In this valley the traveller journeys through the stages of 'Oneness of Existence' and of Appearance, and will attain to a Oneness which is sanctified above both these stations."

[p. 81]

[paragraph continues] ["The mystic doctrine of the 'Oneness of Existence' is outlined from this formula--'Only God exists; He is in all things, and all things are in Him.'"--NOTE by TRANSLATOR.]

"(The condition of) Ecstasy can penetrate this saying, but not controversy nor conflict.

He who hath chosen an abode in this Meeting, or discovered a breeze from this Garden, knoweth what I say.

[*1]In all these journeys the traveller must not deviate . . . but must cling to the hem of obedience to the (Divine) Commandments, and lay firm hold of the rope of shunning things forbidden by the Law. . . .

Although these journeys have no visible termination in the world of time, yet, if the Invisible Assistance vouchsafe a devoted traveller (lit. one severed from all else save God), and if the Guardian of the Command (i.e. the manifestation of God) help him, he will traverse these seven stages in only seven steps; nay, in seven breaths; nay, even in one breath (a moment) if God will or desire. 'This is through His Bounty to whomsoever He willeth.'

Those who soar in the sky of Oneness, and who have attained to the Sea of Abstraction, have accounted this station, which is the station in this city of Immortality in God, to be the ultimate destination of the Arif--(one who is intimate with

[p. 82]

highest mystic thought)--and the ultimate home of the Lovers.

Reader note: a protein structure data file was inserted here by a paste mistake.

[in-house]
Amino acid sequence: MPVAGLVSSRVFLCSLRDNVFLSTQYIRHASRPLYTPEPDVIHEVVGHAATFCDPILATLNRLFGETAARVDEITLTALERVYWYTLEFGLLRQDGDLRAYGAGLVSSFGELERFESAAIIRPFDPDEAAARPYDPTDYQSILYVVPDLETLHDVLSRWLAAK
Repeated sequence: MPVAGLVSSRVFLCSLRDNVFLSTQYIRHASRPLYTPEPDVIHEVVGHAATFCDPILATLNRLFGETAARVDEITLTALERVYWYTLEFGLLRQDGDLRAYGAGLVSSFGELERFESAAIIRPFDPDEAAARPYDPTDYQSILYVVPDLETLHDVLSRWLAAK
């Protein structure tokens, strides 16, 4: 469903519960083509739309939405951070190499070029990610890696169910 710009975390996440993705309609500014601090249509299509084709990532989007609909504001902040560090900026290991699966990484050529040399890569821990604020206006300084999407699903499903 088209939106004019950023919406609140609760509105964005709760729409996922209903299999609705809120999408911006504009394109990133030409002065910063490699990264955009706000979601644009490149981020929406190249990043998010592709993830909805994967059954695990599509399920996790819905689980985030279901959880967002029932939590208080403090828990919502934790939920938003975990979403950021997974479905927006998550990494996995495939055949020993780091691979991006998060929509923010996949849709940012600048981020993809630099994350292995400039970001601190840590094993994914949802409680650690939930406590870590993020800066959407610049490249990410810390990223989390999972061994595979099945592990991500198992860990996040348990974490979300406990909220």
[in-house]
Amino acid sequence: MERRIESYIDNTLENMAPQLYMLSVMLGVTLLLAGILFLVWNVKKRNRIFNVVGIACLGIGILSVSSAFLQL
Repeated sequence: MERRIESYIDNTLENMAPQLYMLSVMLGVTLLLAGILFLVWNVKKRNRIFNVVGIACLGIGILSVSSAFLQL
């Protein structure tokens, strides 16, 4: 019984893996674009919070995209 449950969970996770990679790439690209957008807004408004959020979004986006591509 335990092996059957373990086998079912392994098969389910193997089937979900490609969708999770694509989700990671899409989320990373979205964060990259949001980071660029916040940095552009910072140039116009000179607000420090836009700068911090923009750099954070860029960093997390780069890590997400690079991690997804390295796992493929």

But, to this humble (nit of the Sea of Significances, this station is only the first city-wall of the heart; that is, the first arrival of man at the City of the Heart.

Four stages have been assigned to the heart, of which we will make mention. There will be found those who are intimate with such mysteries.

'When the pen reached the point of describing this state, the pen broke and the paper was torn.'

This gazelle of the desert of Oneness is chased by many hounds, and this nightingale of the Garden of Eternity is followed by many beaks; the crow of oppression is lain in ambush for this bird of the Sky of Divinity, and this prey of the Wilderness of Love is pursued by the hunter of jealousy.

Make an effort; perchance it may, as a globe, protect this lamp from contrary winds; although it is the hope of this lamp to shine in the Divine Glass and to be ablaze in the Ideal Niche.

For a neck which is lifted in the Love of God, will certainly be severed by a sword; a head which is raised in Love will assuredly blown by the winds; and the heart which is linked to the commemoration of the Beloved will certainly be full of grief.

[p. 83]

How well it is said (by the poet):

'Live on free (from love), for the very repose of love is distress;
Its beginning is pain, and its end is death.'

Peace be upon those who follow Guidance.

If thou hearest the melodies of this mortal bird, thou wilt seek after the Immortal Ever- lasting Chalice, and abandon the mortal and transient cups.

Peace be upon those who follow Guidance.

Here is the End of the 'Seven Valleys.'"

Before we leave them for this present time, we will transcribe a note which runs:

"The three stages of Sufi life are as follows:

I. Shariat, i.e. Religious Laws; or religious life.

II. Tari-Kat, i.e. Travelling in Search of Truth; by finding the Perfect Man who embodies it, and guides men to it. This stage also includes 'hermit' life.

III. Hakirat, i.e. Truth; to attain to which, according to Sufis, depends upon passing through the two preceding stages.

Here Bahá'u'lláh teaches that, contrary to what some Sufis teach or believe, the laws of religion

[p. 84]

must be the guide even when man has attained the Truth; for Truth itself is embodied in the laws of religion. To abandon the laws in any stage of development would be sheer antinomianism and therefore a great error."